Officers from Police Scotland are reinforcing a drugs warning following the death of an 18 year-old woman in Alexandria on 9 July 2013. An investigation is underway and Police Scotland enquiries have so far revealed that the woman, along with three friends, had taken what they thought were ecstasy tablets.
Six others from Glasgow, Lanarkshire and Ayrshire have died during the past two months and a further 10 people are said to have died in Northern Ireland in the past three months after taking similar tablets.
The green pills, with a “Rolex crown” stamped on them, often contain a dangerous chemical called PMA which can cause harm.
Symptoms of the drug include high temperatures, aggression, muscle pains and hallucinations.
According to Superintendent Grahame Clarke of Police Scotland:
"Public warnings have been issued recently in relation to the dangers of taking ecstasy, or indeed tablets being passed off as ecstasy.
"They are illegal and could contain a cocktail of toxic ingredients. The exact contents of the pills are unknown but they could contain dangerous chemicals and users need to be aware of the dangers and understand the devastating effect they can have. I would strongly advise people to avoid any such pills or drugs and report any information to police."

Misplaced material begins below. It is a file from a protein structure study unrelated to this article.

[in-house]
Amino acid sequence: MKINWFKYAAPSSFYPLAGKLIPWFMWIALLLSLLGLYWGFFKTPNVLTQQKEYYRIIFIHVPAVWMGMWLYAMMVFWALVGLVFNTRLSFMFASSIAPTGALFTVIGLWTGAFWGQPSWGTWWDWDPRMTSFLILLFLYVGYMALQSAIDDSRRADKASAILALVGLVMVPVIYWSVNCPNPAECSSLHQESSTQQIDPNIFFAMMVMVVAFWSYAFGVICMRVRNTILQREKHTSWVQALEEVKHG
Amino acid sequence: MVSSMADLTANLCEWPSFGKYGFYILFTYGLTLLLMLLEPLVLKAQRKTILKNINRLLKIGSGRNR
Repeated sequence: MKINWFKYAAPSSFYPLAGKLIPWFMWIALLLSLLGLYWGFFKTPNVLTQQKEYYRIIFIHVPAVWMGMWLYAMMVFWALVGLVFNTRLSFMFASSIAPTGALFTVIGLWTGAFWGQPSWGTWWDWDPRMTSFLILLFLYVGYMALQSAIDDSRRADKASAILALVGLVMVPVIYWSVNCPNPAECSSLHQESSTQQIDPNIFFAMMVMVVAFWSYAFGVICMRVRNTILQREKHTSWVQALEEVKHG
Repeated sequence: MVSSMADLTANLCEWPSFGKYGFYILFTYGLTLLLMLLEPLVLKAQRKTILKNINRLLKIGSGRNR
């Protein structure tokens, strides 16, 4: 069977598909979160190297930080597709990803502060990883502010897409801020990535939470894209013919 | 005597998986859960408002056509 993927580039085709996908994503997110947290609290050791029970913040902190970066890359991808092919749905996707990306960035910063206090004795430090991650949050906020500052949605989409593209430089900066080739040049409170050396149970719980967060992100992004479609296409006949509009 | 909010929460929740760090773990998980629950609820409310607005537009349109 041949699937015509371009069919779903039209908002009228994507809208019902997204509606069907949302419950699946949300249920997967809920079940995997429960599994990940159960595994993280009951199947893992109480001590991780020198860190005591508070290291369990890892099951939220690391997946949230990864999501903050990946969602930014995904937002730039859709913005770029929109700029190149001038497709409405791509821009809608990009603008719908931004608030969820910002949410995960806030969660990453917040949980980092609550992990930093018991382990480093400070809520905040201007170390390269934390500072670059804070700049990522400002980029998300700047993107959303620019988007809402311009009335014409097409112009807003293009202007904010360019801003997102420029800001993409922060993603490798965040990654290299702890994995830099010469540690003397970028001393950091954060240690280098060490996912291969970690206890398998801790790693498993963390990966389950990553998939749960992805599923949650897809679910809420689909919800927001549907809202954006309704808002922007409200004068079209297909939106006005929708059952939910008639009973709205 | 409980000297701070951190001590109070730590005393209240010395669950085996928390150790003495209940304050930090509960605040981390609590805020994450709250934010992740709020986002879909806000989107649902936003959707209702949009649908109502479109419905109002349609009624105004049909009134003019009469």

Police Scotland is continuing to work with its NHS partners in connection with this investigation.
Glasgow Royal Infirmary Senior Specialty Doctor in Emergency Medicine, Dr Richard Stevenson said:
“We are deeply concerned about the number of drug related deaths. Symptoms to look for include a high temperature, aggression and muscle pains as well as an extreme exaggerated expected effect of the drug such as hallucinations and excitability which would be very alarming and unpleasant to the person experiencing them.
“These symptoms are treatable if help is sought early I would urge anyone who begins to feel unwell or feels a more intense high than usual after taking any drug which they think is ecstasy or not to seek immediate medical help.”
For medical emergencies contact 999 immediately, or for non-urgent medical advice contact your GP or NHS 24 on 08454 242424.